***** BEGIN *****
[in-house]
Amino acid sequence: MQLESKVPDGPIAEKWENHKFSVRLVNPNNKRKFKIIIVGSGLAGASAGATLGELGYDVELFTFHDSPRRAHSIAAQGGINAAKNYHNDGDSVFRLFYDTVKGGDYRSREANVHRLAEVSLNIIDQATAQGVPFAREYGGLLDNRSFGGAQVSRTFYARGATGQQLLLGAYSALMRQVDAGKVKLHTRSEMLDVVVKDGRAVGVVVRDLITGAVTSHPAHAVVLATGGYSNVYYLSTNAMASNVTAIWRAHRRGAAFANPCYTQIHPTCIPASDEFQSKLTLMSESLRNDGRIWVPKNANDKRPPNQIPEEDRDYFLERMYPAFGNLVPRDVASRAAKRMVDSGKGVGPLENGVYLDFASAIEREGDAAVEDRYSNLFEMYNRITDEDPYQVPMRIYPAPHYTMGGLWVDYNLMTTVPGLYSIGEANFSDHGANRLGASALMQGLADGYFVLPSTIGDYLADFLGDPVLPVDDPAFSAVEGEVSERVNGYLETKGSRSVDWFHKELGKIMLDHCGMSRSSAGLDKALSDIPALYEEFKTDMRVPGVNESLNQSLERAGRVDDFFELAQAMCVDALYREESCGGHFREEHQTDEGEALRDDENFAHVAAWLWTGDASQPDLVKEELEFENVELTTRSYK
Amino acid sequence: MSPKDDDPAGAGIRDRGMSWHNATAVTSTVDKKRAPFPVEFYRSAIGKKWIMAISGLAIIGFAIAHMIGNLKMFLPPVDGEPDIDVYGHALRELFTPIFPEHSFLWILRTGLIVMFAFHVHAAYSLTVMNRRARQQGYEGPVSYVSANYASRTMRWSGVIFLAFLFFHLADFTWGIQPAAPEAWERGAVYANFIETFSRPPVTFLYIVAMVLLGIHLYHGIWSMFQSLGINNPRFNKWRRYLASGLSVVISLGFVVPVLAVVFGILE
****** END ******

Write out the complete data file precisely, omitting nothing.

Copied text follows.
[in-house]
Amino acid sequence: MQLESKVPDGPIAEKWENHKFSVRLVNPNNKRKFKIIIVGSGLAGASAGATLGELGYDVELFTFHDSPRRAHSIAAQGGINAAKNYHNDGDSVFRLFYDTVKGGDYRSREANVHRLAEVSLNIIDQATAQGVPFAREYGGLLDNRSFGGAQVSRTFYARGATGQQLLLGAYSALMRQVDAGKVKLHTRSEMLDVVVKDGRAVGVVVRDLITGAVTSHPAHAVVLATGGYSNVYYLSTNAMASNVTAIWRAHRRGAAFANPCYTQIHPTCIPASDEFQSKLTLMSESLRNDGRIWVPKNANDKRPPNQIPEEDRDYFLERMYPAFGNLVPRDVASRAAKRMVDSGKGVGPLENGVYLDFASAIEREGDAAVEDRYSNLFEMYNRITDEDPYQVPMRIYPAPHYTMGGLWVDYNLMTTVPGLYSIGEANFSDHGANRLGASALMQGLADGYFVLPSTIGDYLADFLGDPVLPVDDPAFSAVEGEVSERVNGYLETKGSRSVDWFHKELGKIMLDHCGMSRSSAGLDKALSDIPALYEEFKTDMRVPGVNESLNQSLERAGRVDDFFELAQAMCVDALYREESCGGHFREEHQTDEGEALRDDENFAHVAAWLWTGDASQPDLVKEELEFENVELTTRSYK
Amino acid sequence: MSPKDDDPAGAGIRDRGMSWHNATAVTSTVDKKRAPFPVEFYRSAIGKKWIMAISGLAIIGFAIAHMIGNLKMFLPPVDGEPDIDVYGHALRELFTPIFPEHSFLWILRTGLIVMFAFHVHAAYSLTVMNRRARQQGYEGPVSYVSANYASRTMRWSGVIFLAFLFFHLADFTWGIQPAAPEAWERGAVYANFIETFSRPPVTFLYIVAMVLLGIHLYHGIWSMFQSLGINNPRFNKWRRYLASGLSVVISLGFVVPVLAVVFGILE